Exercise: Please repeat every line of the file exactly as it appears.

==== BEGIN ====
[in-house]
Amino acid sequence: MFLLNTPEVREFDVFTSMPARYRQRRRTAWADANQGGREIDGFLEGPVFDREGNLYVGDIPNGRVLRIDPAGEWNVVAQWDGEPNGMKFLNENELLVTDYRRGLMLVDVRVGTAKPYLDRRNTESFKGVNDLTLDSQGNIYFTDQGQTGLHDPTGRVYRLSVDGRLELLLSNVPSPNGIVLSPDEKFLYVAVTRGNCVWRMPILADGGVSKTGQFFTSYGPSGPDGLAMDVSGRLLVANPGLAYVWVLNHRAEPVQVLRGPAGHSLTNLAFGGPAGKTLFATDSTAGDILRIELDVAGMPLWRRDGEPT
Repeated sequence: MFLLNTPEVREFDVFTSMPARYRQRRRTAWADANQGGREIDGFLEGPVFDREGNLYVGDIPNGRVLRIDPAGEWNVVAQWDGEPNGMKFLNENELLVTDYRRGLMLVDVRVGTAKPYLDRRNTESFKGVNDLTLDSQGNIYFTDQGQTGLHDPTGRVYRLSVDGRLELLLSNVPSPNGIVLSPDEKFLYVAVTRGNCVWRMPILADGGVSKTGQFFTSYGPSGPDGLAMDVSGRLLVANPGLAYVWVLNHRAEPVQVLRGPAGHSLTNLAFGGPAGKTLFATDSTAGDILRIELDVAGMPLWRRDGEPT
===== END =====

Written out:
[in-house]
Amino acid sequence: MFLLNTPEVREFDVFTSMPARYRQRRRTAWADANQGGREIDGFLEGPVFDREGNLYVGDIPNGRVLRIDPAGEWNVVAQWDGEPNGMKFLNENELLVTDYRRGLMLVDVRVGTAKPYLDRRNTESFKGVNDLTLDSQGNIYFTDQGQTGLHDPTGRVYRLSVDGRLELLLSNVPSPNGIVLSPDEKFLYVAVTRGNCVWRMPILADGGVSKTGQFFTSYGPSGPDGLAMDVSGRLLVANPGLAYVWVLNHRAEPVQVLRGPAGHSLTNLAFGGPAGKTLFATDSTAGDILRIELDVAGMPLWRRDGEPT
Repeated sequence: MFLLNTPEVREFDVFTSMPARYRQRRRTAWADANQGGREIDGFLEGPVFDREGNLYVGDIPNGRVLRIDPAGEWNVVAQWDGEPNGMKFLNENELLVTDYRRGLMLVDVRVGTAKPYLDRRNTESFKGVNDLTLDSQGNIYFTDQGQTGLHDPTGRVYRLSVDGRLELLLSNVPSPNGIVLSPDEKFLYVAVTRGNCVWRMPILADGGVSKTGQFFTSYGPSGPDGLAMDVSGRLLVANPGLAYVWVLNHRAEPVQVLRGPAGHSLTNLAFGGPAGKTLFATDSTAGDILRIELDVAGMPLWRRDGEPT